Life-cycle rituals are becoming abbreviated, while the purely social aspects of such rituals get elaborated; this seems to be particularly true of educated Hindus in towns. In fact, the forms Hinduism is taking among the educated urban Hindus is only beginning to be explored by social scientists see, for example, Singer The search for a satisfying philosophy leads many members of this class to become devotees of one or another spiritual leader.
Some of these leaders are traditional heads of monasteries, while others are modern figures. Hinduism has in the past depended upon caste, village, joint family, Hindu kings, monasteries, and centers of pilgrimage for its perpetuation. Radical changes have occurred in all of them. Moreover, there has been a growth in secularization, egalitarianism, and rationalism. But new organizations such as the Ramakrishna Mission, the various hermitages of religious leaders, the Bharatiya Vidya Bhavan, and finally, departments of the central government such as the All-India Radio, and in some states departments supervising temple administration, are reinterpreting Hinduism in a modern direction.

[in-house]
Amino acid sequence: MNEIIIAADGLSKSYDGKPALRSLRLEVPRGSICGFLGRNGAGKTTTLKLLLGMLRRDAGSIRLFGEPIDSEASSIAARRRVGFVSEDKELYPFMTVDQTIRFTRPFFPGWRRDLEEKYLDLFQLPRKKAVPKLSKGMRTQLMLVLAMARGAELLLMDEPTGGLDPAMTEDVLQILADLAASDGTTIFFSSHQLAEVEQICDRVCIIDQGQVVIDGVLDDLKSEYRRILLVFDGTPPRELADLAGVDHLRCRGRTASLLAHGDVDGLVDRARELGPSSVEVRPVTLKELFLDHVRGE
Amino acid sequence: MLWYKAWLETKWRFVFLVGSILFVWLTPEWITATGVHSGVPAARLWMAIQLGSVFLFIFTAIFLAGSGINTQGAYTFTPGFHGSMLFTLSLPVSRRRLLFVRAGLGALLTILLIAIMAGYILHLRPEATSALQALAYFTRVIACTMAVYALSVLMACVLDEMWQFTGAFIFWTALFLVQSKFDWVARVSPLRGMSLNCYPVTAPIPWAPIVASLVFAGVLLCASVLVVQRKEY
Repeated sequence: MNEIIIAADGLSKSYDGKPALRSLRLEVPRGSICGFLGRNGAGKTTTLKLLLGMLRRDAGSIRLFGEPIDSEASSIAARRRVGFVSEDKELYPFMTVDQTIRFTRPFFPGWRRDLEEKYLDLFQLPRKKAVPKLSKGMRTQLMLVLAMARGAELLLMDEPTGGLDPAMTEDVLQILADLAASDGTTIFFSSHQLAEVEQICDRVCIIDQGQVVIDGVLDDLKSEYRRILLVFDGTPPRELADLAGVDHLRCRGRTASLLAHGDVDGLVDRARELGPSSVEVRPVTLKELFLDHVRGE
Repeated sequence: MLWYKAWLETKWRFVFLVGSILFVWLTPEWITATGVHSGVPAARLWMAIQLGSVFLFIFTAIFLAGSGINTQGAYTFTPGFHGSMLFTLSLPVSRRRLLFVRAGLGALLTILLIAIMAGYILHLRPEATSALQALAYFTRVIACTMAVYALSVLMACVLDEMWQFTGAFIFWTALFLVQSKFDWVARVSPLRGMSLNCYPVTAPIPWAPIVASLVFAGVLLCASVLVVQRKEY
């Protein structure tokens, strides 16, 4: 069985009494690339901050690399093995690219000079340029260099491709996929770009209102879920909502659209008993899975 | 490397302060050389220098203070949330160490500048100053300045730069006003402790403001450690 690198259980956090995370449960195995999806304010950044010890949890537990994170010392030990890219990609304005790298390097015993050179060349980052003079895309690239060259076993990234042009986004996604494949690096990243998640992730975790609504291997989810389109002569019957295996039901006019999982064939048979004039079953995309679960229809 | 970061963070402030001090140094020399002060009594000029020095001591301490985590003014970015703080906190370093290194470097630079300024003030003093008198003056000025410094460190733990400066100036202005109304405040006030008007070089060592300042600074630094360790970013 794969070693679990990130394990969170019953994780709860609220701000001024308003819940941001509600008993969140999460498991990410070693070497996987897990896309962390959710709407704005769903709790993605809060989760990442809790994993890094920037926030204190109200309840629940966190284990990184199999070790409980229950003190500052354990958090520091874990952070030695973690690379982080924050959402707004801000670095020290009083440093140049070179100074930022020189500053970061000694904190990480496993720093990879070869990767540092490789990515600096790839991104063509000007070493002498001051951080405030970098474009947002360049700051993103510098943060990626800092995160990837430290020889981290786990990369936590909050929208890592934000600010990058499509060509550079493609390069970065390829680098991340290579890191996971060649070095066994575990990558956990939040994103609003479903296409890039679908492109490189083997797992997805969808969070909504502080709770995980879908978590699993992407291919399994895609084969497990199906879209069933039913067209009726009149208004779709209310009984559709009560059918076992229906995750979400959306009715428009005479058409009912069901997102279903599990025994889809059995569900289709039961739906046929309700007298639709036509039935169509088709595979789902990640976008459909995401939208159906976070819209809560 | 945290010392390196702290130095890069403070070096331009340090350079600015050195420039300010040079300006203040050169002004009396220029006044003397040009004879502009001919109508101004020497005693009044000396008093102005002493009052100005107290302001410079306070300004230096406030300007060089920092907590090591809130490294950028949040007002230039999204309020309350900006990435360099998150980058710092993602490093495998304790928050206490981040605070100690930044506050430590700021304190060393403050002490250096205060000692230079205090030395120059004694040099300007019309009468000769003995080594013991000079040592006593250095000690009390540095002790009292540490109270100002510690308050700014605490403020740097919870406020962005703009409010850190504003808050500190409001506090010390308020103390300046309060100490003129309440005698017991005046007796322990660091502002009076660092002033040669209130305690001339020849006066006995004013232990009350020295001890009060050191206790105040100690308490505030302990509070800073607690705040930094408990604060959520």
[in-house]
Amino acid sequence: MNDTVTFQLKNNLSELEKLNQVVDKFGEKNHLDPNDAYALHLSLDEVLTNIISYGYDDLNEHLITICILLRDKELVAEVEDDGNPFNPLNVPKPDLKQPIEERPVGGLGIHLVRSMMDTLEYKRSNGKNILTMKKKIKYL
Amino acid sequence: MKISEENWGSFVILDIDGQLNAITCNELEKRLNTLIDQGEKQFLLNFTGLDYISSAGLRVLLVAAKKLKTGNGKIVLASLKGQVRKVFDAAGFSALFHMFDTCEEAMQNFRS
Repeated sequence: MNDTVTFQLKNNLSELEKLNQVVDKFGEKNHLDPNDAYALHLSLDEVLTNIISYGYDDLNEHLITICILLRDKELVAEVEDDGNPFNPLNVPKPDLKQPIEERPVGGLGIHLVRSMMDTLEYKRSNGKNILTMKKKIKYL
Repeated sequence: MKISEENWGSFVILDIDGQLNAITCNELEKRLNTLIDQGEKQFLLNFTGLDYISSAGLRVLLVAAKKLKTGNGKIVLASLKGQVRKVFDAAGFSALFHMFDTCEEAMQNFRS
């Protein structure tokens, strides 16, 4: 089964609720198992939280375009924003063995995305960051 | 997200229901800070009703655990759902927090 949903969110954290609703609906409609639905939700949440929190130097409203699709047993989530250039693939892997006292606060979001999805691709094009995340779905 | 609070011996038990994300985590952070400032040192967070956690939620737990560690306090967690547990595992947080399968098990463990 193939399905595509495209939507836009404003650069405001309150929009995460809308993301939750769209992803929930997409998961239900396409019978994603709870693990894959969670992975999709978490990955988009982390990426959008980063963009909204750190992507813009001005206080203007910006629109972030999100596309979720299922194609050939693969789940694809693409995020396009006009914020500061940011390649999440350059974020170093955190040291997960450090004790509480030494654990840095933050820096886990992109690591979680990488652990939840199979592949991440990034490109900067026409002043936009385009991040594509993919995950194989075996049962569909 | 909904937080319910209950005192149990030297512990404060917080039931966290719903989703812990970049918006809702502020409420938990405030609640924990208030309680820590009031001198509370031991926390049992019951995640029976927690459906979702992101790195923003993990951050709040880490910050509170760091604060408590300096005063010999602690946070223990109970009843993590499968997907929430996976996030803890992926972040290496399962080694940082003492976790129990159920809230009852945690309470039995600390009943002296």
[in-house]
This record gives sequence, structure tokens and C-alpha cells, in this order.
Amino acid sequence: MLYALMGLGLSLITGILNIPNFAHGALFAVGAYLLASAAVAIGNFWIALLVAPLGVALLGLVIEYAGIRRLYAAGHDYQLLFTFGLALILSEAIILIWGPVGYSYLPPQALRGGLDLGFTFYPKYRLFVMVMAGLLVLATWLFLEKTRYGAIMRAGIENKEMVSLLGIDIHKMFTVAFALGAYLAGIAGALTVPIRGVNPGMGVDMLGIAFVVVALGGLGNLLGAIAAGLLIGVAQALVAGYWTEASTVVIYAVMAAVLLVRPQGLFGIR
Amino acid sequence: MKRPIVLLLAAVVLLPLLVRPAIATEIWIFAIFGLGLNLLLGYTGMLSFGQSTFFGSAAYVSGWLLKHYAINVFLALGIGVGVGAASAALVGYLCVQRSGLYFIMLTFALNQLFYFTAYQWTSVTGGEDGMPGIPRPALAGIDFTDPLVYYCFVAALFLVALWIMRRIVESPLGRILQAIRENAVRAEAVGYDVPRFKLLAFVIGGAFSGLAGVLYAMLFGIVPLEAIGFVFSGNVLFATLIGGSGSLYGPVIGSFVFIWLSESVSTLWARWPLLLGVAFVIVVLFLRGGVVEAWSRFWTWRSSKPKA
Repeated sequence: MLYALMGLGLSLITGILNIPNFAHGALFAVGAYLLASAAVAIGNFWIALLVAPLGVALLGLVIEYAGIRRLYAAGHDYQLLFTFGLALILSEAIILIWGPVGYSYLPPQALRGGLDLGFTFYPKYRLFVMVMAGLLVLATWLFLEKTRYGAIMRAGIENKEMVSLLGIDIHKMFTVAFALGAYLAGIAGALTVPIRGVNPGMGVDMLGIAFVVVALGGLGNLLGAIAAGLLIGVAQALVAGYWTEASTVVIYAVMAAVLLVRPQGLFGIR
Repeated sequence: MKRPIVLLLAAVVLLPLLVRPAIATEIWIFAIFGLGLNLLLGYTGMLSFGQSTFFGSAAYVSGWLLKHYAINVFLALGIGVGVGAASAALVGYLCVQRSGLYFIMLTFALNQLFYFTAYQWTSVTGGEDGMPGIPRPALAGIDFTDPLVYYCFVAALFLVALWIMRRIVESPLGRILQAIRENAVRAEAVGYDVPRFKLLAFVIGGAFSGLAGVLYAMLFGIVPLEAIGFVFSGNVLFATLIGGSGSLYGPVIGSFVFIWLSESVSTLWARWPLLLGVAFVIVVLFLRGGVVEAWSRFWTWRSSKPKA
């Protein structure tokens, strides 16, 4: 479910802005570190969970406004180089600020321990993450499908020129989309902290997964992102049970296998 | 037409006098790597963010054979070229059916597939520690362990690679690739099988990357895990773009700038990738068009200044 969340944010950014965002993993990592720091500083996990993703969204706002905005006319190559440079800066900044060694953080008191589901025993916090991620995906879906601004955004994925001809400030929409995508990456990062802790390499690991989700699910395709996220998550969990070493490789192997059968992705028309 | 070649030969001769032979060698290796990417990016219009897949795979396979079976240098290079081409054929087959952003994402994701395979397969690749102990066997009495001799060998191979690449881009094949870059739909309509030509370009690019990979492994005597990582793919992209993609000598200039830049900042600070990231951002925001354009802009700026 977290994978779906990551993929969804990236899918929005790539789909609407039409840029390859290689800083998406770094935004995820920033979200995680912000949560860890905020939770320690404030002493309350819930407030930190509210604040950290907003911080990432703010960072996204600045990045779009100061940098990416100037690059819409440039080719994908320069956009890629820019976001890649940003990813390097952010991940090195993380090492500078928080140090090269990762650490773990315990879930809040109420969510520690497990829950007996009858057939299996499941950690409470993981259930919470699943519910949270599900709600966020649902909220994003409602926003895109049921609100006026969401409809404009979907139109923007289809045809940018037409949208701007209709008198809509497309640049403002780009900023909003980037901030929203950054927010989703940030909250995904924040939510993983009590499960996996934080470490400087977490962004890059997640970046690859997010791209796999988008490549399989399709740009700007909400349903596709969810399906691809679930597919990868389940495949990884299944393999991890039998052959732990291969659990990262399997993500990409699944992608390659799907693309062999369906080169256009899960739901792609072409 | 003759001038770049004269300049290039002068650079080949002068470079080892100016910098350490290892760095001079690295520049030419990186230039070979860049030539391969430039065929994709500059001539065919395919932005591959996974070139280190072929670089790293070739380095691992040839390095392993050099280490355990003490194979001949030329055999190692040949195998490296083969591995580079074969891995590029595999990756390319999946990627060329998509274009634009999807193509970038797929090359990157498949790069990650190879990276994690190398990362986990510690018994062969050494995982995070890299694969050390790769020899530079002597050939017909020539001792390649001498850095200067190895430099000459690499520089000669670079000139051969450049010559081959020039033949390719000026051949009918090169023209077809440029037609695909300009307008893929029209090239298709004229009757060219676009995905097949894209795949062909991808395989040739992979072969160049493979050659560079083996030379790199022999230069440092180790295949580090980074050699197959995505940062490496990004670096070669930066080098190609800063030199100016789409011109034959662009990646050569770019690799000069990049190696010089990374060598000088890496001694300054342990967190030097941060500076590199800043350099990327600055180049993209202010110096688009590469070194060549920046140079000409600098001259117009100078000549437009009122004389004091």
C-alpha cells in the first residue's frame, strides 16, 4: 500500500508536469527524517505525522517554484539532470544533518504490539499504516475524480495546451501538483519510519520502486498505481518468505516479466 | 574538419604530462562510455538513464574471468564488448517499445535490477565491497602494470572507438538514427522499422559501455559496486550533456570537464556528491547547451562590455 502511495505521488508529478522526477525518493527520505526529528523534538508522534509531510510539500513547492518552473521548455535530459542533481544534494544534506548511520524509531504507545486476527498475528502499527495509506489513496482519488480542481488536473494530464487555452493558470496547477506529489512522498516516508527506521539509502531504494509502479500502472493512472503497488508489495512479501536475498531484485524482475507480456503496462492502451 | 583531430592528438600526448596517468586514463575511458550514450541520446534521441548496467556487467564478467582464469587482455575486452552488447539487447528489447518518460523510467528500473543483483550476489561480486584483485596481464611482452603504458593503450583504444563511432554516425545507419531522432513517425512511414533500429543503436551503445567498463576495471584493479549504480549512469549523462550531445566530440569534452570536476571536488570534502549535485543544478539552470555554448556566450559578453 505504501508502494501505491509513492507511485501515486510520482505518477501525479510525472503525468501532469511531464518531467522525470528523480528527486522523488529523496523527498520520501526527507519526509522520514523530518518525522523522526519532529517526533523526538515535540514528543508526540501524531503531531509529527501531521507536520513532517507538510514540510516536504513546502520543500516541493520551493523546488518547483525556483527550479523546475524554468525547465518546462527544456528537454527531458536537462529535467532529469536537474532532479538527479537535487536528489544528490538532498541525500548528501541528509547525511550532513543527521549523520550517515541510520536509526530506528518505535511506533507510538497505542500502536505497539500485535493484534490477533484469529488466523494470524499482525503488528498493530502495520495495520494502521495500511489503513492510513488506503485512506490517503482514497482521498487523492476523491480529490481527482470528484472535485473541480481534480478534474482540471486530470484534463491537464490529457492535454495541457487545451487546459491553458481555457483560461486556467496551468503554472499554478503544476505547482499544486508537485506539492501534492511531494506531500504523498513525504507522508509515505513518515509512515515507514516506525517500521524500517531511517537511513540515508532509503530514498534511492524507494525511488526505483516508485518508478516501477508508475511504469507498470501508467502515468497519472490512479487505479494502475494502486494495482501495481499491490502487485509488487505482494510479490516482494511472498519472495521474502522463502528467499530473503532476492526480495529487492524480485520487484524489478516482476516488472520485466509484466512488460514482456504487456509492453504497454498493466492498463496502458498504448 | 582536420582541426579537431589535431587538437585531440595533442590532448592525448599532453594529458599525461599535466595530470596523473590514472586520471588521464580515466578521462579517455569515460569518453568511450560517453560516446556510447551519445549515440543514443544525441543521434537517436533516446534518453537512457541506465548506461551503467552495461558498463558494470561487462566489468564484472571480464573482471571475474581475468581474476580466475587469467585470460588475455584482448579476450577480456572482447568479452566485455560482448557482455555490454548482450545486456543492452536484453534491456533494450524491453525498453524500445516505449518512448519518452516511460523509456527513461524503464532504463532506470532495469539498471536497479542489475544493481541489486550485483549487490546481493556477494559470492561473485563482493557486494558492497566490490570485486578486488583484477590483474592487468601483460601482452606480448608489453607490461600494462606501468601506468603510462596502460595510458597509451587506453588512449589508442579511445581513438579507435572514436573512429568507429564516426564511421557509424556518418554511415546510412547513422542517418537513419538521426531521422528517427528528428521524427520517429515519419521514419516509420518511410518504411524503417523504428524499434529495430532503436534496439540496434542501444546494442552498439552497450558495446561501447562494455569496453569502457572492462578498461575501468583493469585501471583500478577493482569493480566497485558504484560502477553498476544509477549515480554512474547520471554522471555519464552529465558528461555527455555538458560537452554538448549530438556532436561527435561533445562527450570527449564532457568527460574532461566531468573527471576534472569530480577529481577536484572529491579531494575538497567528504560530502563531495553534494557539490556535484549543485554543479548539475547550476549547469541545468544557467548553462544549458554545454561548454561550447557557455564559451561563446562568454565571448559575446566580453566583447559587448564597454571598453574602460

Basham, Arthur L. New ed. New York : Hawthorn. Contributions to Indian Sociology Paris. Farquhar, John N. Oxford Univ. Ghurye, Govind S. Bombay: Popular Book Depot. Kane, P. Poona: Bhandarkar Oriental Research Institute. Lambert, Richard D. Morgan, Kenneth W. New York : Ronald Press. Philadelphia: American Folklore Society. Singer, Milton et al. Economic Development and Cultural Change — Ann Arbor : Univ. Srinivas, M. Oxford: Clarendon. Translated and edited by Hans H. Gerth and Don Martindale. Glencoe, III. Approximately 90 percent of Hindus live in India, and almost 70 percent of Indians live in its villages.
The earliest stages of religious life in India date as far back as between and b. The Aryans, a people who spoke an Indo-European language, invaded India around b. Subsequently, the Vedic religion of the Aryans gained prominence as they settled and spread throughout India. Since then, orthodox Hinduism has evolved for almost years and has undergone numerous changes in the face of challenges from within Buddhism and Jainism and without Islam and Christianity.